The new packaging, which features photographs of the food and kitchen utensils as well as big print typography, will begin rolling out in November in the United States, United Kingdom and Ireland. It was introduced at a media event in Chicago on Wednesday.
The packaging--in brown, purple, red and blue hues--replaces the red-and-white packaging that featured images of customers that the company has been using for five years. That packaging showed customers actively enjoying themselves and was launched on the heels of McDonald's "I'm lovin' it" push, which was intended to place the company's focus on the customer.
"We're expressing the quality of the brand in a different way," said Pierre Woreczek, chief brand and strategy officer for McDonald's Europe. "We're moving from lifestyle packaging to one that expresses our passion for food quality while keeping our brand tonality."
The tonality is expressed through whimsical phrasings on the boxes and wrappers. One clamshell cardboard box for a Big Mac boldly exclaims: "There is only one Big Mac." One for a fish sandwich proclaims: "Full Steam ahead. Enjoy your Fillet O' Fish." Elsewhere on the boxes, there are photos of ingredients, such as lettuce, onions, and in the case of the Big Mac, a locked jar of secret sauce. The boxes also contain nutritional information and a promise of ingredient freshness.
The packages will be translated into 21 languages to accommodate McDonald's global markets. Both the new packaging and the previous "I'm lovin' it" themed packaging were created by Boxer, a unit of The Marketing Store Worldwide, based in Birmingham, England.
The new packaging is intended to put the company's "passion" for its food in directly in the hands of its 56 million daily customers. "[It] reflects the essence of who we are. We're a restaurant company," Dillon said. "It will help reintroduce our products and our quality, fresh ingredients."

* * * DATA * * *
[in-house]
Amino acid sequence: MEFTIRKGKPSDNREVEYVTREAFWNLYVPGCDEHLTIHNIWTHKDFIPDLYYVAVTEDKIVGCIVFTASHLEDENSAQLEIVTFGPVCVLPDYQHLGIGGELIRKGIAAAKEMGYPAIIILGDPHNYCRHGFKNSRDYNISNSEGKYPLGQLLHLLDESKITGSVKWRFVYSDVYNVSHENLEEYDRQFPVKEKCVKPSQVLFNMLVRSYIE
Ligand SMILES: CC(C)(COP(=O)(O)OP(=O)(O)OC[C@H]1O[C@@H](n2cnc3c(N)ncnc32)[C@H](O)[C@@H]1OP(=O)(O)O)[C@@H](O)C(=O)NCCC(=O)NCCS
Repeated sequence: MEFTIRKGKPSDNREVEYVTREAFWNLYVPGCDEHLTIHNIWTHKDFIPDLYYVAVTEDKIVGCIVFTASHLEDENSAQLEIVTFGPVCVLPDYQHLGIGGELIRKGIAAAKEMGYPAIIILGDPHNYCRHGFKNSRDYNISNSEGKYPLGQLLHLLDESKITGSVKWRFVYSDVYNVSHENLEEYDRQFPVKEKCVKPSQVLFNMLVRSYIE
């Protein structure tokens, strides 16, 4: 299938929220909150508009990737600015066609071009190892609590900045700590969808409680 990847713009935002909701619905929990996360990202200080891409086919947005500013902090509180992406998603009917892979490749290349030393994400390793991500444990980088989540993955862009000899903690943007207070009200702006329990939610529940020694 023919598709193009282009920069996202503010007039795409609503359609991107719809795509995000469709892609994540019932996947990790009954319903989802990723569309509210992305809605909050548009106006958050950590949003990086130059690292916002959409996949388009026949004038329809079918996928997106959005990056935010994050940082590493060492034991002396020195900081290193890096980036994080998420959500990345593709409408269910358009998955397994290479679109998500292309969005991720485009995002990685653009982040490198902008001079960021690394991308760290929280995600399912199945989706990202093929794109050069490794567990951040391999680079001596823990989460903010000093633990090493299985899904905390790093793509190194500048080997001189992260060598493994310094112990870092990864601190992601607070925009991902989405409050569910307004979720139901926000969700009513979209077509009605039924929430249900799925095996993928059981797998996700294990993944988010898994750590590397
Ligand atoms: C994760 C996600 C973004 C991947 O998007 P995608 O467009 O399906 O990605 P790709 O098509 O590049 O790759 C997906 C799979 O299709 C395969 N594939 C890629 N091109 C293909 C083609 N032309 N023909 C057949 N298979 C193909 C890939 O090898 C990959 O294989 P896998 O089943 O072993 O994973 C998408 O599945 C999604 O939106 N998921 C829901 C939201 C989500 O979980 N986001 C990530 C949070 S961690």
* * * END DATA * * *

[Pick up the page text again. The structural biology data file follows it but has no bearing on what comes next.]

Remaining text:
In addition to its new packaging, McDonald's in November will also begin rolling out a global promotional tie-in with the upcoming Dreamworks movie "Madagascar 2, Back 2 Africa." Like its "Shrek 3" promotion last year, the tie-in will emphasize the healthier alternatives on the kids' menu, such as apple slices and low-fat milk, Dillon said.
In addition, the company will launch a "One Minute to Move It" initiative, encouraging kids to spend at least one minute a day doing something active or creative. Promotional messaging includes phrases such as "dance it," "create it," "write it," and "jump it" after the phrase "One minute to ..."
Ads for the promotion use the movie's mischievous penguins playing the movie's hit song, "Move it, Move it," to make a family dance in an attempt to steal a Happy Meal. In addition to the ads, there will be an online component where kids can track the minutes they use to move for create and extensive in-store promotional efforts, Dillon said. "A kid like you is doing something really cool right now. What will you do with your minute," read one promotional phrase.
"It lets kids take control of their own well-being," Dillon said. "Once kids get started, they'll take many more minutes to do what they're doing."